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cultura visual

Espectros de la ciencia. Fantasías científicas de la Argentina del siglo XIX

Sandra Gasparini.

Buenos Aires, Santiago Arcos. 2012.

En 1875 Eduardo L. Holmberg, reconocido ya por sus trabajos como naturalista, publica su primera novela Dos partidos en lucha y la subtitula “Fantasía científica”. A partir de este sintagma felizmente paradojal Sandra Gasparini realiza en Espectros de la Ciencia. Fantasías científicas de la Argentina del siglo XIX una doble y exitosa operación crítica: por un lado organiza una genealogía del género (con sus repertorios, sus préstamos, sus inventos, sus reglas y sus desvíos) y por otro lo define, lo crea como tal iluminando, precisamente, su momento de emergencia que es, también, su momento de breve y sostenida existencia.

La ciencia y sus espectros sugieren preguntas inquietantes sobre lo que se saben, sobre qué se hace con lo que se sabe, y sobre el carácter inestable de lo último que se sabe. La “fantasía científica” se hace cargo de estas preguntas postulando mundos extraterrestres, ficciones de autómatas, escenarios de vaudeville para las disputas científicas, misterios multivalentes.

Fuente: Contraportada libro.

The Merchant of Havana. The Jew in the Cuban Abolitionist Archive. Stephen Silverstein

Premio LAJSA 2017:

Stephen Silverstein, The Merchant of Havana: The Jew in the Cuban Abolitionist Archive (Vanderbilt University Press, 2016)

 

In The Merchant of Havana, Stephen Silverstein carries out a fascinating and original intersectional analysis that shows how anti-Semitic ideology and racist ideology came together in 19th century Cuba. Examining the economic and political transformation of the sugar industry, which had a huge impact on Cuban society and culture, he analyzes the phenomenon of anti-Semitism without Jews, taking as a case study a series of literary texts dealing with abolition that were composed by liberal Cuban authors. The “Merchant of Havana” is a Spanish slave-dealer, a reincarnation of Shylock, representing greed and evil, perceived as seeking to destroy the creole landed aristocracy in 19th century Cuba. Drawing on an interdisciplinary historical and literary perspective, Silverstein shows how the racial imbalance brought about by the increased importation of African slaves led to an uneasy sense of ambivalence about social categories as racial mixing took place. Just as lighter-skinned mulattos challenged the whiteness of creole society, Silverstein argues that Jews represented an “in-betweenness” that similarly blurred the old social boundaries of Cuban-ness and thereby proved threatening. He convincingly argues that white creoles used anti-Semitic stereotypes in order to define Cuban-ness and its boundaries. Focusing on a fresh reading of three classical works, Sab by Gertrudis de Avellaneda, La cuarterona by Alejandro Tapia y Rivera, and Cecilia Valdés, by Cirilo Villaverde, Silverstein makes an important contribution to studies on anti-Semitism as well as to Cuban and Latin American Studies. He draws on an impressive amount of literature, tracing the works that served as a source of inspiration to the Cuban texts in the abolition archives, and analyzing them in relation to theories of anti-Semitism and racism. Reading across and between ideologies and representations, he shows how Jews came to be vilified before becoming a presence in Cuban society in the twentieth century. We congratulate Stephen for pushing at the boundaries between literary analysis and historical analysis and Jewish Studies and critical race studies.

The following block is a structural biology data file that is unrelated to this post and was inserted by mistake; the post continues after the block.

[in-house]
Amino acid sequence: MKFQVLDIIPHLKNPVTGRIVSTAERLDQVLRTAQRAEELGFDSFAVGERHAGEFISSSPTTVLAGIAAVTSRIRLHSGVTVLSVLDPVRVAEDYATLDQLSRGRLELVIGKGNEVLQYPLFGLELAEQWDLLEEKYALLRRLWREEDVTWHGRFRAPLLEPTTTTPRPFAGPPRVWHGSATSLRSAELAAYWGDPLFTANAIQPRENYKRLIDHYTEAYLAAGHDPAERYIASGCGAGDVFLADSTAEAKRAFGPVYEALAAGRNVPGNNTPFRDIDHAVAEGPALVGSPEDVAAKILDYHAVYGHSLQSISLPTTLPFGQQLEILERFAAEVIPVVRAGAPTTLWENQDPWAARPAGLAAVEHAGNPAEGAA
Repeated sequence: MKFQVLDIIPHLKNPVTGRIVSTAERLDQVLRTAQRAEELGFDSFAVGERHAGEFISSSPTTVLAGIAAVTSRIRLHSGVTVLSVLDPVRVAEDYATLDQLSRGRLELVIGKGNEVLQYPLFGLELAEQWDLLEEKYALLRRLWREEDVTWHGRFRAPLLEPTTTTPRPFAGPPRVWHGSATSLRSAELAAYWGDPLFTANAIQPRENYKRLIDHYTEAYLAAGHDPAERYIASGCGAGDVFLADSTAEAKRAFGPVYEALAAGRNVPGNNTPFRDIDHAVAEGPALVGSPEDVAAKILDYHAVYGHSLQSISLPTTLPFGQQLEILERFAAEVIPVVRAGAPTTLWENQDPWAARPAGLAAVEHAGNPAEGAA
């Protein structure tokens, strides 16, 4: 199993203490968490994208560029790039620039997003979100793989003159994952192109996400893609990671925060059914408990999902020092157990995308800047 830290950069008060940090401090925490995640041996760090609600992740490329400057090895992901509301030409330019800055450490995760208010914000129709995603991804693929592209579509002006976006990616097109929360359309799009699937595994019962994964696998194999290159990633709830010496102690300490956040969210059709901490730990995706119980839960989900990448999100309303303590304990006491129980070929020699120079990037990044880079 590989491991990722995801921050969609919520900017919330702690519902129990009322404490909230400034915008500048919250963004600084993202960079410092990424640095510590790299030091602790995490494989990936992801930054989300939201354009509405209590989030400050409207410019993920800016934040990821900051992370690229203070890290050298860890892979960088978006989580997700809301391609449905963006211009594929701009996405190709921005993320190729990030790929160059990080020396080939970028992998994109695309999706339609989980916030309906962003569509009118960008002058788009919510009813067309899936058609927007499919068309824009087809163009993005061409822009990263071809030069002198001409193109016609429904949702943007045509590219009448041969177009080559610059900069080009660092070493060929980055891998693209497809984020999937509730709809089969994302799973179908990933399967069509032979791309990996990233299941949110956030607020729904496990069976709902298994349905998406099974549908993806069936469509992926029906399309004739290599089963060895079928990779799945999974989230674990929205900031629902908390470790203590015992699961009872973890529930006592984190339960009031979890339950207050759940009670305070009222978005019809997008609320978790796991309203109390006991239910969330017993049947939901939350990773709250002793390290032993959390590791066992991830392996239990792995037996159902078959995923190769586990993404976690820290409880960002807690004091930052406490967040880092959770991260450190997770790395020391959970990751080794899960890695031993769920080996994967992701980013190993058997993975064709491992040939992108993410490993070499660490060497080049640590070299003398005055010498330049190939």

Journal of Iberian & Latin American Studies

The Journal of Iberian and Latin American Studies (JILAS), formerly Tessarae, has been continuously published since its founding 1995. During these twenty-two years, JILAS has published a host of ground-breaking articles in the most innovative areas of the field. From literary and cultural studies, to gender and film studies, including a wide range of works on both current and past Latin American and Iberian cultures and societies. The array of topics covered has been impressive. Professors Monserrat Lunati and Jordi Lario need to be credited for their professionalism and hard work which has made JILAS a crucial reference point in these areas of study for the Ibero-American world.

From January 2016, a new Editorial Team has been in place which is committed to focusing the scope of JILAS towards their own areas of expertise: historical and cultural studies with a sound historical grounding.

Fuente: página oficial http://explore.tandfonline.com/content/pgas/editors-choice-collection

Revista de Teoría de la Literatura y Literatura Comparada 452oF: Revista de Teoría de la Literatura y Literatura Comparada, cuyo monográfico versará sobre “El paradigma del archivo en la narrativa y la cultura visual contemporáneas”.

452oF: Revista de Teoría de la Literatura y Literatura Comparada, cuyo monográfico versará sobre “El paradigma del archivo en la narrativa y la cultura visual contemporáneas”. La revista, que cuenta ya con dieciséis números publicados, ha sido incluida en numerosos índices y una de sus señas de identidad es que todos los artículos publicados se traducen al español, inglés, catalán y euskera. Si aún no la conocen, les invitamos a consultar su último número en http://www.452f.com/.

La última guerra. Cultura visual de la guerra contra el Paraguay. Sebastian Díaz-Duhalde

La última guerra. Cultura visual de la guerra contra el Paraguay. Sebastian Díaz-Duhalde.

Premio al mejor libro Cono Sur LASA 2016

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